Lake Michigan anglers respond to proposed salmon stocking reductions

Lake managers agree that stocking reductions are necessary to attain a better balance between gamefish and baitfish. Public support for reduced stocking is high, but opinions are mixed regarding which species should be cut and the magnitude of reductions.

Fisheries managers around Lake Michigan now face a difficult dilemma. The lake’s world-class sport fishing for five salmon and trout species is in jeopardy. In short, the production of baitfish in the lake may not be high enough or consistent enough to maintain the number of predatory gamefish.   

As a result, managers and scientists worked with stakeholders from Illinois, Indiana, Michigan, and Wisconsin to develop and evaluate options for decreasing the number of salmon and/or trout stocked into Lake Michigan on an annual basis. Four options were shared at a public meeting on April 14, 2012.

An online survey was developed to gauge reactions to proposed stocking reductions. Survey submissions were accepted through May 18, and 580 people responded.

Survey respondents were asked to rate their level of comfort with each of the proposed options on a scale of one to five with five being the highest. Options were also ranked from best to worst.  Option 1 was the lowest rated by respondents in all four states. Reactions to other options were mixed, with ratings averaging close to neutral (3.00) for each. Option 4 had a slightly higher average rating, but reactions to Option 4 were more polarized due to the inclusion of lake trout stocking reductions. 

  • OPTION 1: 50% reduction in Chinook salmon stocking for 2013.
    • Average Rating:  FAIR (1.97)
    • Ranking: 69% WORST, 11% BEST
  • OPTION 2: 50% reduction in Chinook salmon stocking for 2013; automatically adjust stocking in future based on feedback policy.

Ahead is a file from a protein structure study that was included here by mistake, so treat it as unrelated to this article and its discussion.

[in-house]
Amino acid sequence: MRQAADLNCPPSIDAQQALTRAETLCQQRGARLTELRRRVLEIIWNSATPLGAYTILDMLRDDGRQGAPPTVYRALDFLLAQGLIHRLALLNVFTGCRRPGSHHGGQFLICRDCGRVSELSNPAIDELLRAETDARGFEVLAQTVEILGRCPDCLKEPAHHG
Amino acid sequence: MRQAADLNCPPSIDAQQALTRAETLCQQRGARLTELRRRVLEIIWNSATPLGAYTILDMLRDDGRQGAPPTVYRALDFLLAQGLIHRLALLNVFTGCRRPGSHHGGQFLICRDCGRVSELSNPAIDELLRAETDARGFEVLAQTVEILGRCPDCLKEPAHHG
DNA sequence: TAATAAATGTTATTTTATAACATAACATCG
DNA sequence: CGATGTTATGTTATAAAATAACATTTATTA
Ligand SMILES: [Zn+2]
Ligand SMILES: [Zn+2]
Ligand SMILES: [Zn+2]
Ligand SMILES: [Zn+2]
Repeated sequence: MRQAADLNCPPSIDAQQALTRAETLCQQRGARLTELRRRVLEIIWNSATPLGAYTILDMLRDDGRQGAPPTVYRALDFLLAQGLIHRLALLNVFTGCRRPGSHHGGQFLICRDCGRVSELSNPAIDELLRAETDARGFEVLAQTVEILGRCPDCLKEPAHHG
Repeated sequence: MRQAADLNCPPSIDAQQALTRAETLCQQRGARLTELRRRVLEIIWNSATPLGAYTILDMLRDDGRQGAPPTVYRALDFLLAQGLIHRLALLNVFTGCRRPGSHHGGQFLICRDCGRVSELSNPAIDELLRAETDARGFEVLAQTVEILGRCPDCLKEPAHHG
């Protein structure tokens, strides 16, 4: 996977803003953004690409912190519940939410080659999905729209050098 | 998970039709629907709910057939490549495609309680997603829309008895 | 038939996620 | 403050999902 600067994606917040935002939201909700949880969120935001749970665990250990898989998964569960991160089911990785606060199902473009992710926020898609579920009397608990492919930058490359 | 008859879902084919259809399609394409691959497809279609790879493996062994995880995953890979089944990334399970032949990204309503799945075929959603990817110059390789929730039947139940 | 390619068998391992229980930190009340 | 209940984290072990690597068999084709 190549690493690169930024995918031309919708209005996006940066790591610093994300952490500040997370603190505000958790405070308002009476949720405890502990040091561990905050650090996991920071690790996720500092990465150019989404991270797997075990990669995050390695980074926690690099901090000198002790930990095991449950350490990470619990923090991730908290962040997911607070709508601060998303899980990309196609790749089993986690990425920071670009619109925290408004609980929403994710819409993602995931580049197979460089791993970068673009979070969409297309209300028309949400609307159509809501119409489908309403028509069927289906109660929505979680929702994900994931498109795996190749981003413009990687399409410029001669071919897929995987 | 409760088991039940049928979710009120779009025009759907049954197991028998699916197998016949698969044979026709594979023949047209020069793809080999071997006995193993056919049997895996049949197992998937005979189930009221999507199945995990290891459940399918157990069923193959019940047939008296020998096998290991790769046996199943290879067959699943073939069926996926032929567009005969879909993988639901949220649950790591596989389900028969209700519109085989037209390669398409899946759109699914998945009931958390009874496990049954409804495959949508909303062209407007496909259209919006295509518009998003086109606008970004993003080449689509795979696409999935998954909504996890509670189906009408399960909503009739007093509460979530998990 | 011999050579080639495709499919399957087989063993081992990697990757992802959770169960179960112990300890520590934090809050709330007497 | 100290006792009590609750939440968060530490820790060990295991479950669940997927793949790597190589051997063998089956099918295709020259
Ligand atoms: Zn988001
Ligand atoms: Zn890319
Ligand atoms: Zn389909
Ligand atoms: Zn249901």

• Average Rating: between FAIR and NEUTRAL (2.61)
    • Ranking: 2% WORST, 20% BEST
  • OPTION 3: 30% reduction in Chinook salmon stocking and 10% reduction in coho salmon, steelhead,and brown trout stocking for 2013; automatically adjust stocking in future based on feedback policy.
    • Average Rating: NEUTRAL (2.96)
    • Ranking: 8% WORST, 15% BEST
  • OPTION 4: 30% reduction in Chinook salmon stocking and 10% reduction in coho salmon, steelhead,brown trout, and lake trout stocking for 2013; automatically adjust stocking in future based on feedback policy.
    • Average Rating: between NEUTRAL and GOOD (3.28)
    • Ranking: 20% WORST, 54% BEST

A majority (55%) of people who took the survey did not feel the four options could be improved upon, but 15% proposed greater reductions in stocking and 18% proposed lesser reductions in stocking. With five species being considered and a wide range of opinions expressed there is not a clear-cut consensus among stakeholders regarding the perfect option.  However, 97% of respondents agreed that Chinook salmon stocking should be reduced to some extent. For full details see the fact sheet posted on the Michigan Sea Grant web site.

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